Delving into grasslands of Northeastern New Mexico Delving into grasslands of Northeastern New Mexico
28 July 2021

Delving into grasslands of Northeastern New Mexico

Written by: Cole Bleke

I’m approaching three weeks completed at Rio Mora National Wildlife Refuge (Rio Mora NWR) through the Directorate Fellows Program of the U.S. Fish and Wildlife Service (USFWS). The shortgrass prairie landscape of Northeastern New Mexico really has grabbed my attention. My office is conveniently located on a rise overlooking a large chunk of the refuge and it will not get old. I get to see and hear a lot from that window. The biodiversity of this landscape is really eye-opening, from plants all the way up to large herbivores like bison. I’ve seen lots of insects, from grasshoppers to cicadas to pollinators, wildflowers, and ungulates like pronghorn, elk, and bison. I have been greeted with a multitude of rainstorms passing through which has turned this landscape a vibrant green.

My background coming into this project focused on ruminants and ruminant physiology, different feeding types, and their relationship with the habitat. Ruminants are a hooved mammal with a multi-chambered stomach that enables them to digest plant matter with the assistance of microbes in their rumen. Ruminant feeding type is dictated by their body size and rumen size. This project is challenging me to flip flop that focus, a bottom-up approach, to the grasslands and the factors and disturbances that play a role in structure and diversity. Bison came with the donation of the land to become this refuge and are being used as a tool to promote healthy grasslands on the refuge. I’ve had the chance to meet with multiple stakeholders that are involved with the refuge, its grasslands, and subsequently the bison. My task is to incorporate their work with current science to develop a grassland assessment to enhance and promote grassland communities and resiliency on the refuge.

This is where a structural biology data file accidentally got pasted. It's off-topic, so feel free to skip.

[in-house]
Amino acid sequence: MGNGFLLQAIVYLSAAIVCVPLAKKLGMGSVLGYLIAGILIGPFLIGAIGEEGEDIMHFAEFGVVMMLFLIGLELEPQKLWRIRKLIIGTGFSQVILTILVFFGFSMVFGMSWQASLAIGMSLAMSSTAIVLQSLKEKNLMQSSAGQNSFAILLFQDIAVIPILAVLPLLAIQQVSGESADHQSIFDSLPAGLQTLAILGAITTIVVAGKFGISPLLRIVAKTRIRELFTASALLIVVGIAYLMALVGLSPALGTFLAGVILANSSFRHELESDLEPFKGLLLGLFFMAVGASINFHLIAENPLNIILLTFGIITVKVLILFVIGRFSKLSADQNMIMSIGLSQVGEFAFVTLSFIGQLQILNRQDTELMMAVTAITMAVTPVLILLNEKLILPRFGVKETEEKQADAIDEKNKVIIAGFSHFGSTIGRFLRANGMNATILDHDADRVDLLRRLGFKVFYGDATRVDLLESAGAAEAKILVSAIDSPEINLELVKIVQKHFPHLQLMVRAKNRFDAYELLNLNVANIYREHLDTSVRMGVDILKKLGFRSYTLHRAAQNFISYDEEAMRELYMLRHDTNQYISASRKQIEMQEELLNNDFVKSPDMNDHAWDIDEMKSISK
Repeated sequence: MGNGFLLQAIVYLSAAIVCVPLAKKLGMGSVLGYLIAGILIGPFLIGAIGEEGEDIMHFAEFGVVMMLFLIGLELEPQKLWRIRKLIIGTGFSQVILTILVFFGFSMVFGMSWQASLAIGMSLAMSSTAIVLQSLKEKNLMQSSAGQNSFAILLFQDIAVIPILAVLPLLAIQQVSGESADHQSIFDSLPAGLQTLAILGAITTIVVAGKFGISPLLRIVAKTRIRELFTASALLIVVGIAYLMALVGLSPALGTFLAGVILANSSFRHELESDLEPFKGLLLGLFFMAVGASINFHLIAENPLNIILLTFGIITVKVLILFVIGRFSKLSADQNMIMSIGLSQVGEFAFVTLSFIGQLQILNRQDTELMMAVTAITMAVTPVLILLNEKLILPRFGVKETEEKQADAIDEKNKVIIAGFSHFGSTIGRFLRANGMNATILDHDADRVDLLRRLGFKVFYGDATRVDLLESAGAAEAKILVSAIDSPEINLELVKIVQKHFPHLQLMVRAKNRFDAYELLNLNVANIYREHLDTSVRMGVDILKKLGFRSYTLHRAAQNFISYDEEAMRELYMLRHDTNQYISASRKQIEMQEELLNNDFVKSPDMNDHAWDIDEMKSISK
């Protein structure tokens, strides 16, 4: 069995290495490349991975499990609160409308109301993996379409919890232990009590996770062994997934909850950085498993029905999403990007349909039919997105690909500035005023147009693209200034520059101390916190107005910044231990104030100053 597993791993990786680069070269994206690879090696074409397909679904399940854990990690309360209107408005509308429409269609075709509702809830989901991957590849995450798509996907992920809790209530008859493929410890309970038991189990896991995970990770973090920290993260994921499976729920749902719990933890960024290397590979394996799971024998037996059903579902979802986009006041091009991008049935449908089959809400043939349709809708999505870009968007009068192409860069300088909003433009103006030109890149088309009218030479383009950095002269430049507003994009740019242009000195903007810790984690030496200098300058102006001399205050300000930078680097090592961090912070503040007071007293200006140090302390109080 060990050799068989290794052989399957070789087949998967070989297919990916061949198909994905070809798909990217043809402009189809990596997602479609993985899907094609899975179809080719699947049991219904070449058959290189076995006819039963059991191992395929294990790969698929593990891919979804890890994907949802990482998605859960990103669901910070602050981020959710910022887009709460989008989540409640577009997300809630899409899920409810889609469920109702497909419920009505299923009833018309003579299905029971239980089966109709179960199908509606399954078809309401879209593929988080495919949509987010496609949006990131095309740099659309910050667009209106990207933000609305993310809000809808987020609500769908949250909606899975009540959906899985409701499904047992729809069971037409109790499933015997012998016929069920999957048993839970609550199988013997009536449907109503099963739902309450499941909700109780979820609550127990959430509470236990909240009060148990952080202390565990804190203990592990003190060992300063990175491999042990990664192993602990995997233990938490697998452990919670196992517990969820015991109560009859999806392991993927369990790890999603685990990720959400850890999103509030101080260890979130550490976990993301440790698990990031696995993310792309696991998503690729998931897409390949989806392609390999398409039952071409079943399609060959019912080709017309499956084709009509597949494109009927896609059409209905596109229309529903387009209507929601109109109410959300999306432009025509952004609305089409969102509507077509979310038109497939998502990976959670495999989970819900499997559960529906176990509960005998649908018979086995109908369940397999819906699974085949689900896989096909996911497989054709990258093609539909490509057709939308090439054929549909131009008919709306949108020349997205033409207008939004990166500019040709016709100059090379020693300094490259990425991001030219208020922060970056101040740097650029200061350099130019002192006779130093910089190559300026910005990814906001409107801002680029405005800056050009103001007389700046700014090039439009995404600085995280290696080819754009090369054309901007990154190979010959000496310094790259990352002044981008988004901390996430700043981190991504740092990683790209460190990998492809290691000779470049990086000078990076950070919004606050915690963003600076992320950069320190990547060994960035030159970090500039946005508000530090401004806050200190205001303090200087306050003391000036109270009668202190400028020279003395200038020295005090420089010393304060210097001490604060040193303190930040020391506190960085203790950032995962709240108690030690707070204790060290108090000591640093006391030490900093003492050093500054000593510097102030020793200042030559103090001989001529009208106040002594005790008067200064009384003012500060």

This project combines my scholastic background with a passion of mine. Growing up in a rural area, I’ve always been interested in grazing animals and, more recently, regenerative/holistic grazing management. My summer internship grants me the ability to mold the two into an . This opportunity, granted by the Hispanic Access Foundation and the USFWS, will give me the chance to learn about different programs within the service and their responsibilities, as well as potential future employment. I feel very fortunate to have been offered this position.

Agency: U.S. Fish and Wildlife Service

Program: US Fish & Wildlife Service - DFP

Location: Rio Mora National Wildlife Refuge and Conservation Area

MANO Project
is an initiative of Hispanic 
Access Foundation.

P: (202) 640-4342